According to research from the National Women's Law Center, as much as 60 percent of individuals who experience workplace sexual harassment do not report the problem. In other words, the thousands of sexual harassment cases reported each year only scratch the surface.
The reasons as to why people don't report sexual harassment are numerous, including all of the forms of workplace retaliation. However, sexual harassment is a serious matter that creates a hostile environment in far too many workplaces, and anyone who has suffered this form of mistreatment has a right to hold wrongdoers accountable. The question of whether to report sexual harassment is currently in the national spotlight after Sen. Kirsten Gillibrand of New York publicly stated that she had been sexually harassed by other lawmakers.
Reporters at a number of media outlets have called for Sen. Gillibrand to name the harassers. So far, she hasn't. But the fact that she went public with her claims has drawn important attention to the widespread problem of sexual harassment, which happens not only in white-collar settings. In fact, if you look at case law, you'll find that most reports of harassment come from lower-paying workplaces where employees may feel that they don't have any protections.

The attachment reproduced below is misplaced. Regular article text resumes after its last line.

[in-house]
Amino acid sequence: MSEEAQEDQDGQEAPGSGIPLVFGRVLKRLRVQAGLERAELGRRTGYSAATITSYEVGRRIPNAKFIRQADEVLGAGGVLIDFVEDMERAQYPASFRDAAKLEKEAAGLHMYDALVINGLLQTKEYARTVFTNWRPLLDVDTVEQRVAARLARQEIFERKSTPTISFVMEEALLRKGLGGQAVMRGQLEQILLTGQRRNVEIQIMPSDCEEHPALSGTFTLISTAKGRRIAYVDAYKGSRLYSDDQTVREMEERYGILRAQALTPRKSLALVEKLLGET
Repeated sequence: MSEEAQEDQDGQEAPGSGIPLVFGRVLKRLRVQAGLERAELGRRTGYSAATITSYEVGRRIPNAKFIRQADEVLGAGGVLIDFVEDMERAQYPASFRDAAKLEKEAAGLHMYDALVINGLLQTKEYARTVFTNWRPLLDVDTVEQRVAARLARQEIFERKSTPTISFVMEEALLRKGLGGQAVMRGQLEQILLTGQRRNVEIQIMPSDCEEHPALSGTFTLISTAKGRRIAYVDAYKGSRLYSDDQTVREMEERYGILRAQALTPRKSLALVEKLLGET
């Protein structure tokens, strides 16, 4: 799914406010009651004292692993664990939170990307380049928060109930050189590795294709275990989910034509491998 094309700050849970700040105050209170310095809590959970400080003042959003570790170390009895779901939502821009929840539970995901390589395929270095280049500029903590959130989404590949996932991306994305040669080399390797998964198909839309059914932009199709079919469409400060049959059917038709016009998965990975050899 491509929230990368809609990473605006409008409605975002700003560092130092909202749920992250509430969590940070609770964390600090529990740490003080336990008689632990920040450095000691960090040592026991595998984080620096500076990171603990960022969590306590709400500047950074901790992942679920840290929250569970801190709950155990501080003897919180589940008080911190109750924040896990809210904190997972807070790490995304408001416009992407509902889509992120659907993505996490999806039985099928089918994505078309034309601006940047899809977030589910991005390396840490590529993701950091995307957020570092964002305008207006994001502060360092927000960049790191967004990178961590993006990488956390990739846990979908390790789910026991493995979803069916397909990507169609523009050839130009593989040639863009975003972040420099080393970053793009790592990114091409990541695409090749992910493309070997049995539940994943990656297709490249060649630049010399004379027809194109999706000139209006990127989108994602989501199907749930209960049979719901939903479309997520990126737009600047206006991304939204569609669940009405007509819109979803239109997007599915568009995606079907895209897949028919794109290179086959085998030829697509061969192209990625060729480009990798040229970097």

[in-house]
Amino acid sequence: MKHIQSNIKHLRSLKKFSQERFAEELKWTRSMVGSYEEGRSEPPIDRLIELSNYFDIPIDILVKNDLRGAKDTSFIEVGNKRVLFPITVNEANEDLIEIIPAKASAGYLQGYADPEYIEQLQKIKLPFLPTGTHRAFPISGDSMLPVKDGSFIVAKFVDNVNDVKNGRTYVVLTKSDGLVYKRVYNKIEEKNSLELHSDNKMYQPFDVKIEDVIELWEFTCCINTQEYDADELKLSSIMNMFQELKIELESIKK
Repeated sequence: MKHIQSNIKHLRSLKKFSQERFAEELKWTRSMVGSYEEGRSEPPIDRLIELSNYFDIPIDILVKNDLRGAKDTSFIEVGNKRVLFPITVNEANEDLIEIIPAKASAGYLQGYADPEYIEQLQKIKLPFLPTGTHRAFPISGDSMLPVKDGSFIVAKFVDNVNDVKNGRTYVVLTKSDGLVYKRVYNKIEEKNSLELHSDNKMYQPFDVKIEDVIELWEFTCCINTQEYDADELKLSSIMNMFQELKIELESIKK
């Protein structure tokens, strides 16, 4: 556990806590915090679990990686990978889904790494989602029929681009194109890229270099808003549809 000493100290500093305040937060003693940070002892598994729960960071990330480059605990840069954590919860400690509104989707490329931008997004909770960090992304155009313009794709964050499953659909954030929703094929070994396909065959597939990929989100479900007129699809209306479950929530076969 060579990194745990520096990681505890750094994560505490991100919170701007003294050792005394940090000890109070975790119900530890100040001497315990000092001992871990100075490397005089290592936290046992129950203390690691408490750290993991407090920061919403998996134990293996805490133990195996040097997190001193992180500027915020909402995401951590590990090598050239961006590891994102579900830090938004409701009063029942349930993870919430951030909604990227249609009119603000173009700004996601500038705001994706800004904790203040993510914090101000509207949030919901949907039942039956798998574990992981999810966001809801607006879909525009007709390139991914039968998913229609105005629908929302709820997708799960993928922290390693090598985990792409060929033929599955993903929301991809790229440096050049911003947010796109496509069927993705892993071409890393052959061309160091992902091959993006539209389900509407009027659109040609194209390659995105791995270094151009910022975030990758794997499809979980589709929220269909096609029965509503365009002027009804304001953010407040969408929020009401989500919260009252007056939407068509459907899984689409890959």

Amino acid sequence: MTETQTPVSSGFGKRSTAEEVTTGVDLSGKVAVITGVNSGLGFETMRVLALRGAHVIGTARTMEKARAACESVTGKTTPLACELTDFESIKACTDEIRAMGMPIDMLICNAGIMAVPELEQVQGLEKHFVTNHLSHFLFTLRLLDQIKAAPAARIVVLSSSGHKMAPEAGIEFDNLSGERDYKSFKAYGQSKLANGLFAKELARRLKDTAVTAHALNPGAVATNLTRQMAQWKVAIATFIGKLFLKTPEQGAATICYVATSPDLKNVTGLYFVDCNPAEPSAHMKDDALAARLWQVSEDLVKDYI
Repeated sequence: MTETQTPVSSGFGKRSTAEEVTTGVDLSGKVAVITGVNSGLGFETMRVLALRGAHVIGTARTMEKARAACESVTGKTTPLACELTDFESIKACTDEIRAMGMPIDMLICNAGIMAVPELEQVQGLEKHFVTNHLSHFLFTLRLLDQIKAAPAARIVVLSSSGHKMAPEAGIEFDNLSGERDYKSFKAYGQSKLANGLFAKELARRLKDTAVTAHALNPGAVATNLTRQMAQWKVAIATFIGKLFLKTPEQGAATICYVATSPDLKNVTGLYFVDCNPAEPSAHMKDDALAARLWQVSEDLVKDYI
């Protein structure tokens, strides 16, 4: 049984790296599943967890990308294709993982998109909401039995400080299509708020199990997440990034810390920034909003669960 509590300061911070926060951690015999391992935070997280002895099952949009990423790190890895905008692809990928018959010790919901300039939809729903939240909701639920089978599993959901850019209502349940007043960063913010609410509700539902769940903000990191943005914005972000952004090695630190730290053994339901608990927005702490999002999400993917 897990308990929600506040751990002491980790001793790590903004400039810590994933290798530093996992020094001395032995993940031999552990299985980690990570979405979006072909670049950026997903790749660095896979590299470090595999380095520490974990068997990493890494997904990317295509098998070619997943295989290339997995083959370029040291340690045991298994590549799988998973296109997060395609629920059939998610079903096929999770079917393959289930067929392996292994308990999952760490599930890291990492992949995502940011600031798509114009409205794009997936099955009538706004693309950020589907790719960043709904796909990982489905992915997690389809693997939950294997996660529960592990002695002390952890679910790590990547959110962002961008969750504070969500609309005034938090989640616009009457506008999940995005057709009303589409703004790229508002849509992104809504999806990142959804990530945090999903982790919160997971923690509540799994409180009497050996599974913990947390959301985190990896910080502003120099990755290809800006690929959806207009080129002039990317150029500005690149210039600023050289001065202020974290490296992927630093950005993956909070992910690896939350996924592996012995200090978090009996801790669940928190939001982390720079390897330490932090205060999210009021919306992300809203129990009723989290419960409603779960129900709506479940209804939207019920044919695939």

The reality, though, is that state and federal laws provide protections against workplace harassment. You can learn more about those protections on our sexual harassment overview.
The decision to bring a sexual harassment claim can certainly be a difficult one, but people who have experienced this mistreatment should know that they have legal recourse. With these issues in mind, we can hope that, even if Sen. Gillibrand doesn't name her alleged harassers, the fact that she brought attention to the problem will encourage others to do the same.
Source: ThinkProgress.org, "Kirsten Gillibrand Reports Sexual Harassment, Gets Criticized By Media (Updated)," Alice Ollstein, Aug. 28, 2014